Report 156: MV Ocean Swagman - Cattle exported to Indonesia in July 2019
Cattle exported to Indonesia in July 2019
|Report 156 - MV Ocean Swagman - Cattle exported to Indonesia in July 2019 PDF||5||924 KB|
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A consignment of 6,553 cattle were loaded on the MV Ocean Swagman at Darwin on 8 July 2019 and departed the same day. The first discharge of cattle was in Tanjung Priok, Indonesia between 13 and 15 July 2019. The second discharge was in Panjang, Indonesia between 15 and 16 July 2019, making this a 9 day voyage.
There were no mortalities during the voyage.
An Independent Observer (observer) boarded the vessel in Darwin and remained on board until completion of discharge.
The following comments represent a summary of key observations from the observer who accompanied this voyage.
Independent Observations of the implementation of procedures to ensure health and welfare of livestock
Exporter arrangements were available to address procedures relating to livestock management from loading through to discharge and contingencies.
Animals were a loaded in accordance with the load plan which was compliant with Australian Standards for the Export of Livestock 2011 (version 2.3) (ASEL) and observed to have sufficient room to access feed and water. It was noted that 50% of cattle were to be able to lay down at will. Loading was well managed and no issues observed. Hospital pens were free of cattle and not used as storage areas at the commencement of the voyage.
A LiveCorp Accredited Stockperson (stockperson) with many years of experience and a trainee stockperson accompanied the shipment. The ship’s crew are also very experienced on livestock vessels and no problems were encountered.
All shipboard personnel performed their assigned duties well and welfare of the shipment was of paramount importance. Any concerns raised at meetings were noted and attended to immediately. Communications between all members of the crew were open and cordial. The observer was asked regularly if he had any concerns regarding the shipment.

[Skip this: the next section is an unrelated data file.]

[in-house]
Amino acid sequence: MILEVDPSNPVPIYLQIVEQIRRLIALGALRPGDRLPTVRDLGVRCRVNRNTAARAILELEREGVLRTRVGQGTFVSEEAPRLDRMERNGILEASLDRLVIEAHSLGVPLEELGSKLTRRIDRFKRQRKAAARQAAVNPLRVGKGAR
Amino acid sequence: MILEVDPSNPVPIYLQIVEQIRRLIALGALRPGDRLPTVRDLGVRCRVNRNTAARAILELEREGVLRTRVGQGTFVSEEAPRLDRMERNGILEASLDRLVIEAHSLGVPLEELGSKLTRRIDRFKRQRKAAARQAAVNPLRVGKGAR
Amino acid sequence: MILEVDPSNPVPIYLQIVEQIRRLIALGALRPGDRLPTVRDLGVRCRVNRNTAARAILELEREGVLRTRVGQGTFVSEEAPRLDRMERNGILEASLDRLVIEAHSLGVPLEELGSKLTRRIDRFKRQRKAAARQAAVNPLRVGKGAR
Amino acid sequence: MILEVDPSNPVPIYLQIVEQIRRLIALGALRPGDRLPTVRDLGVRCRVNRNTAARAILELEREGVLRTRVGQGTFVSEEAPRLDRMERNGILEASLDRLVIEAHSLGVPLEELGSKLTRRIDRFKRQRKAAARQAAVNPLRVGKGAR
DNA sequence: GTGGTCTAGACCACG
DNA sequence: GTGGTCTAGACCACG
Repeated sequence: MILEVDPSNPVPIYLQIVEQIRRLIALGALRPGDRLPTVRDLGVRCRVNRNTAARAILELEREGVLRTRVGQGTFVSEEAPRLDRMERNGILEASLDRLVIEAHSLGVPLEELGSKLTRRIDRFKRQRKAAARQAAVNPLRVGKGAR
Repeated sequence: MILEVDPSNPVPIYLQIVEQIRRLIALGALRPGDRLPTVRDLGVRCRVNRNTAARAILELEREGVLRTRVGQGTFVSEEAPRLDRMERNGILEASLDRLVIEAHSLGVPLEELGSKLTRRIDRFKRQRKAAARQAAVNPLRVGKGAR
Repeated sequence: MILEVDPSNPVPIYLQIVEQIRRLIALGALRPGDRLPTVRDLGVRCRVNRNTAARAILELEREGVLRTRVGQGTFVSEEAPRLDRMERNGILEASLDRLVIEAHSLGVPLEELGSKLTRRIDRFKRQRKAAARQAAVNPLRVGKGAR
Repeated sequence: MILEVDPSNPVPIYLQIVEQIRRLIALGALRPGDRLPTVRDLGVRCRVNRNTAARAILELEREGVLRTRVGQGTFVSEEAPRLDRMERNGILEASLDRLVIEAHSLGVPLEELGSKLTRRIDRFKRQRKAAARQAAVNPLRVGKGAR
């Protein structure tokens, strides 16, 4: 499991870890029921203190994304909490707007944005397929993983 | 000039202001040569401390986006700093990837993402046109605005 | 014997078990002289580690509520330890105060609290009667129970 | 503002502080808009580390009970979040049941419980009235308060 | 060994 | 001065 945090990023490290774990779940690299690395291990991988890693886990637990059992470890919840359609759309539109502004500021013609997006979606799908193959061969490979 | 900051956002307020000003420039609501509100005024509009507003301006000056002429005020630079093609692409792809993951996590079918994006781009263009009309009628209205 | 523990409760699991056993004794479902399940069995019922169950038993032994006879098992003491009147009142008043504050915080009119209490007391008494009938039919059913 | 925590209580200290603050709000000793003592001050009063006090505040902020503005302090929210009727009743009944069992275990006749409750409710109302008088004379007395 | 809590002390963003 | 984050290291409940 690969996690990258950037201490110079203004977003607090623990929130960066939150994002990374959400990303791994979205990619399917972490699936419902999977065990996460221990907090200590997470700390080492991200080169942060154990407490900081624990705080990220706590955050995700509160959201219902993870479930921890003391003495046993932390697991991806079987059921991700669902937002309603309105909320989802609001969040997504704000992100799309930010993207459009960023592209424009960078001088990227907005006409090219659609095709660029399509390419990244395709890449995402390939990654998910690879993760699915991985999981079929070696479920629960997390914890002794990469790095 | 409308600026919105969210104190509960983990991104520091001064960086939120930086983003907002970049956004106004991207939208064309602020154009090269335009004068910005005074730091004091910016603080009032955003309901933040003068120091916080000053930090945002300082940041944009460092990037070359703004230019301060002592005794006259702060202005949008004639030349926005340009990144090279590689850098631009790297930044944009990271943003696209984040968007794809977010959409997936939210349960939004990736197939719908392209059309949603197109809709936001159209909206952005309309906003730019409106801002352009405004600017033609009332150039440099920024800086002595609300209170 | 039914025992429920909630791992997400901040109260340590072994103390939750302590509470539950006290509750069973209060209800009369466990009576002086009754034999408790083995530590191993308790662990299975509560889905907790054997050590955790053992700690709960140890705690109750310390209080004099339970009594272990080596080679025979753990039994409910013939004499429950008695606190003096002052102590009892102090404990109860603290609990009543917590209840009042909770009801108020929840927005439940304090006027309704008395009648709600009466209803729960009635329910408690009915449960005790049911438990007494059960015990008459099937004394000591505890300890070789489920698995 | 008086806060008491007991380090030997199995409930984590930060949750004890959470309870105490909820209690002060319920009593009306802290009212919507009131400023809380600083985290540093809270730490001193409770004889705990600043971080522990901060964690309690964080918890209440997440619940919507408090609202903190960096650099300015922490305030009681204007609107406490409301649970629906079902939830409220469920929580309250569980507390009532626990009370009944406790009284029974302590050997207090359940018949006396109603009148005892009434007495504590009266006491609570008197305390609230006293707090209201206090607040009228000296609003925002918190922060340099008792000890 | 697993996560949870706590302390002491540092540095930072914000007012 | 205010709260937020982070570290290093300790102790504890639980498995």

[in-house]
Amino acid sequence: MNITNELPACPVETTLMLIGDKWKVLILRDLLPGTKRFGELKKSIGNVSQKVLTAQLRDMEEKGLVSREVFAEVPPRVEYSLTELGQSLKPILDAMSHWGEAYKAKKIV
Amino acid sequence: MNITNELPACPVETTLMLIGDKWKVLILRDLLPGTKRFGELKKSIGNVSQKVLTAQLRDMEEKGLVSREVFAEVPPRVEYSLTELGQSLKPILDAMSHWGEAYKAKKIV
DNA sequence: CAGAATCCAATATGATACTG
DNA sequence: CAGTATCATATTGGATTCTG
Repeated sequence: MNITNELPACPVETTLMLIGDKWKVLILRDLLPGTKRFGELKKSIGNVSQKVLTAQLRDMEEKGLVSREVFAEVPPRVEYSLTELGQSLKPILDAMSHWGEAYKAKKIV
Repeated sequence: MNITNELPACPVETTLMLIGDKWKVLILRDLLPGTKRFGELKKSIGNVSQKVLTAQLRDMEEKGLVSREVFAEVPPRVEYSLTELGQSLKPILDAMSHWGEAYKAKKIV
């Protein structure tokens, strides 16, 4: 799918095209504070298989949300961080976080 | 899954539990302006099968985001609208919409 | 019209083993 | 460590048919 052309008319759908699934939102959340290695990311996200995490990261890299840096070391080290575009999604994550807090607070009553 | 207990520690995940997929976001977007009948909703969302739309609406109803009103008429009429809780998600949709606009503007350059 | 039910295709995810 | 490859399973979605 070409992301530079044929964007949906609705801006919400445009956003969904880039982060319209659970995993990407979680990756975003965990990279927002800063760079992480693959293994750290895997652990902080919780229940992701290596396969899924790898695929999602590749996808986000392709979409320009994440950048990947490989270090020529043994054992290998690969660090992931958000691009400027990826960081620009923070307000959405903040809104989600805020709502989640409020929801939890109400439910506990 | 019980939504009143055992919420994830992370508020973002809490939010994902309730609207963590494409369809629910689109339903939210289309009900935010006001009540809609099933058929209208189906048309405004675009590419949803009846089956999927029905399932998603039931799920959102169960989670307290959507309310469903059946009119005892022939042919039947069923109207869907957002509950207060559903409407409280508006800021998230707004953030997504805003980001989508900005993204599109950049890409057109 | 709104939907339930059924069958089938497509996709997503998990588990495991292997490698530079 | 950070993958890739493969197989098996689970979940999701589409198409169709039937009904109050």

Meetings were held daily at 10:00am with the Captain, Chief Officer (CO), Bosun, stockperson and observer present. Any issues from the previous day were discussed as well as forward planning for the coming day. The observer was always asked if he had any concerns or input.
Animals were fed twice daily with some additional top ups and chaff. Crew members worked in shifts and were constantly attending to the needs of the stock.
Night watchman were in attendance and had radio contact with the bridge to report any problems immediately.
Feed and water
Water was supplied through an automatic supply system which worked well throughout the voyage. No dry troughs were observed and cattle had free access to water at all times. Troughs were cleaned daily and when required at other times.
Pelleted feed was dispensed through a conveyor delivery system, as well as manually into extra feed troughs placed in all pens. Chaff was manually distributed to encourage shy feeders and animals in hospital pens to eat.
The ship has a good ventilation system with continual airflow on all decks. No strong ammonia smell was detected by the observer during his observations.
Deck temperature and humidity levels were recorded daily by the CO. The highest temperature recorded on a deck was 32°C whilst the ship was stationary during discharge.
Pens were not washed down during the voyage, as it is was only of a short duration. No excessive faecal build up occurred.
Pads remained moist and were not detrimental to animal welfare. Very little faecal contamination was observed on animals after laying down. Wood shavings were only used as bedding in sick pens.
Health and welfare
No cattle showed signs of heat stress during the voyage. Three animals were placed into hospital pens to so they could be observed more closely. Antibiotics were administered as a precautionary measure and all were discharged without incidence.
Discharge was at two ports in Indonesia and both were carried out expediently with no issues observed. Some delays were experienced waiting for trucks to arrive. Remaining cattle on board were fed at normal schedules during discharge. All animals observed during discharge appeared to be healthy with no outward signs of injury.
The observer noted that the voyage was a well carried out with no mortalities. The vessel was well maintained and no issues detrimental to the welfare of the consignment were observed.